Kingston itself was a neat little, typical british town. I liked the flair of the small houses and the kind of sleepyness. However, I was not able to catch it on Photo, so I head on to my first goal, the Bempton Cliffs, making my first shots of left-hand-driving.
The Cliffs are a nature research, for obvious reasons, as you soon will be able to see. First it was time to settle down and have my breakfast. Next to a memorial stone for some commoner (I liked that approach. The family mourning & remembering NOT on the graveyard, but probably his favoured
place of rejuvination) and a sinkhole, where birds were nesting in.
There is something rather HOT going on between my legs.
Yummi, I like that. A lot.
Bempton cliffs. No need to loose any words.
Astonished, I set on to the York Air Museum. You have a lot of those in England. The Englanders really love ther RAF and why shouldn't they?
York Air Museum is done like an old Airforce Base, with barracks and a central tower, from which music from the 40s and 50s sonically seduced everyone.
The enthusiasts in the museum have really some big collection of warmachines, which they carefully reconstruct or even keep in perfect flying condition, like these Nimrod and Victor. If you are lucky, you can see them screwing around on the enginees during opening times.
Also, the got a Buccaneer here. Always wanted to see them in reality. And Meteors.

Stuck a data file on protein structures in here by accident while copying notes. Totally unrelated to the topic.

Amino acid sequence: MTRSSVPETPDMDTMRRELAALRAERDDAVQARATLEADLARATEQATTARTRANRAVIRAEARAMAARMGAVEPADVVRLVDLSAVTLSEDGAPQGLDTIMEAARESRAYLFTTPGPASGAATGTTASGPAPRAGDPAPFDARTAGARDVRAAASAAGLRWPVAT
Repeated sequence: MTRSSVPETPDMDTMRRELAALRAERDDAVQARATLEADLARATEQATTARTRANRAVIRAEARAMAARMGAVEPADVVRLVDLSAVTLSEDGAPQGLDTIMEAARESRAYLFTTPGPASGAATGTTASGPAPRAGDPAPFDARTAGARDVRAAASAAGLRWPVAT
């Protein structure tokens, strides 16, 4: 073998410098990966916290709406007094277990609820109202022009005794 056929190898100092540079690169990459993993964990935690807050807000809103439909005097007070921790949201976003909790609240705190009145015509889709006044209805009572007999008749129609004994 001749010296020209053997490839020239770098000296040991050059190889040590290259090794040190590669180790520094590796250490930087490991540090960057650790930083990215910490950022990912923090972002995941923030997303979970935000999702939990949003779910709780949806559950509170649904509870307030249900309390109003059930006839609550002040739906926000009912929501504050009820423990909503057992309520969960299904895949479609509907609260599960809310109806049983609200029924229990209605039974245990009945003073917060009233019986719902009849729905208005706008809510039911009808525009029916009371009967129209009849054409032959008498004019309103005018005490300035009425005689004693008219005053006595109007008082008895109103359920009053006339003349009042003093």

And an actual Halifax Bomber, carefully rebuildt. It shall resemble the „Friday the 13th“. Which I should like, 'cause these are my lucky days, but this very machine has run a lot of bombruns over Germany, „visiting“ the town of my university, Chemnitz, twice. Wee bit disturbing, isn't it?
Along with the planes, they have a special show dedicated to the bomber crews and then machine gunners. The MIA-quote was very high, in the fifties, as I learned. Wow. Also, sitting several hours crammed in such small of a guntower, at as cold as -50 °C...wonder whether the high loss quote was from enemy fire or, just like in the Alps, more weather-related. These were some badass guys...
I found it interesting they showed pictures of burning german cities, including Dresden. And the plate read something like „From London and Manchester to Dresden, civilians suffered...“
So, they acknowledge, that the terror we gave them was neither worse nor less than the terror they gave us. It was horror, period. I like that, speaking like this in Germany will lead you into trouble.
The same goes for this, even if you display it to despise it. We do not digest the topic, we do not discuss it, we disavow the topic and flagellate in collective, endless guiltiness.